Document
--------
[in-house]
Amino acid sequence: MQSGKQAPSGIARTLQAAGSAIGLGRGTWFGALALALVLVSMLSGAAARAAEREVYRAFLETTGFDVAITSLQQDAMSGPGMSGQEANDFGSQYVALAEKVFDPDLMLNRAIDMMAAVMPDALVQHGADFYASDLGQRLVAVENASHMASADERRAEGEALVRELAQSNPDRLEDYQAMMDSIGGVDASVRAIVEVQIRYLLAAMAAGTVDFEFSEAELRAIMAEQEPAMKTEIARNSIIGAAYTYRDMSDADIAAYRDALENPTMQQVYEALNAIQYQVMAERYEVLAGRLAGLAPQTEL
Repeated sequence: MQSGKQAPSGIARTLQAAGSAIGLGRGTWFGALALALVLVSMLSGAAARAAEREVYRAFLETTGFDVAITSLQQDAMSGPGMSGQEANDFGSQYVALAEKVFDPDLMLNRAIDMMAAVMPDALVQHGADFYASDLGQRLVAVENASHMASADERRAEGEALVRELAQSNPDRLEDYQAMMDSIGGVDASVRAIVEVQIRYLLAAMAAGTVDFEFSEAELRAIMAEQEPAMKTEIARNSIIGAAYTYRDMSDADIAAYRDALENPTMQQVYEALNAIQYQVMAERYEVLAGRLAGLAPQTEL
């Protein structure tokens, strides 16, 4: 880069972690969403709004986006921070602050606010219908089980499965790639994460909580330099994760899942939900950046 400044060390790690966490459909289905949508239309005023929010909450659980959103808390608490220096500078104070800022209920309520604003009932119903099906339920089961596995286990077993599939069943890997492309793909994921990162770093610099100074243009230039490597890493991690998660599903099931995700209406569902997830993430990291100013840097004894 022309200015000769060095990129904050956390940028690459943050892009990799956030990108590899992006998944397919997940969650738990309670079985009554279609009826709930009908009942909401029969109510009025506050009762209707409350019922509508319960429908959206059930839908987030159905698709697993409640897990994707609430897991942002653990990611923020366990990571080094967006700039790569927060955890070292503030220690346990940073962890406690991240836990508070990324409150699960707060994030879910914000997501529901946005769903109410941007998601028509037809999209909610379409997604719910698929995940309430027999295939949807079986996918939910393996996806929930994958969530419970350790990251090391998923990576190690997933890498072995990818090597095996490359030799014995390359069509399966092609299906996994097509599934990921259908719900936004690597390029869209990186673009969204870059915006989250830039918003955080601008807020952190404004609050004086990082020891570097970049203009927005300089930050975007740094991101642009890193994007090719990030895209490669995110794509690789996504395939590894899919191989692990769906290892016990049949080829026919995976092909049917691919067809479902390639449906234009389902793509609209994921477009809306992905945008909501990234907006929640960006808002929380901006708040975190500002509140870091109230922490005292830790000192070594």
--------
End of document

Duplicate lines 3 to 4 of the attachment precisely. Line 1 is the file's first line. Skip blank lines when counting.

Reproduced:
Repeated sequence: MQSGKQAPSGIARTLQAAGSAIGLGRGTWFGALALALVLVSMLSGAAARAAEREVYRAFLETTGFDVAITSLQQDAMSGPGMSGQEANDFGSQYVALAEKVFDPDLMLNRAIDMMAAVMPDALVQHGADFYASDLGQRLVAVENASHMASADERRAEGEALVRELAQSNPDRLEDYQAMMDSIGGVDASVRAIVEVQIRYLLAAMAAGTVDFEFSEAELRAIMAEQEPAMKTEIARNSIIGAAYTYRDMSDADIAAYRDALENPTMQQVYEALNAIQYQVMAERYEVLAGRLAGLAPQTEL
């Protein structure tokens, strides 16, 4: 880069972690969403709004986006921070602050606010219908089980499965790639994460909580330099994760899942939900950046 400044060390790690966490459909289905949508239309005023929010909450659980959103808390608490220096500078104070800022209920309520604003009932119903099906339920089961596995286990077993599939069943890997492309793909994921990162770093610099100074243009230039490597890493991690998660599903099931995700209406569902997830993430990291100013840097004894 022309200015000769060095990129904050956390940028690459943050892009990799956030990108590899992006998944397919997940969650738990309670079985009554279609009826709930009908009942909401029969109510009025506050009762209707409350019922509508319960429908959206059930839908987030159905698709697993409640897990994707609430897991942002653990990611923020366990990571080094967006700039790569927060955890070292503030220690346990940073962890406690991240836990508070990324409150699960707060994030879910914000997501529901946005769903109410941007998601028509037809999209909610379409997604719910698929995940309430027999295939949807079986996918939910393996996806929930994958969530419970350790990251090391998923990576190690997933890498072995990818090597095996490359030799014995390359069509399966092609299906996994097509599934990921259908719900936004690597390029869209990186673009969204870059915006989250830039918003955080601008807020952190404004609050004086990082020891570097970049203009927005300089930050975007740094991101642009890193994007090719990030895209490669995110794509690789996504395939590894899919191989692990769906290892016990049949080829026919995976092909049917691919067809479902390639449906234009389902793509609209994921477009809306992905945008909501990234907006929640960006808002929380901006708040975190500002509140870091109230922490005292830790000192070594």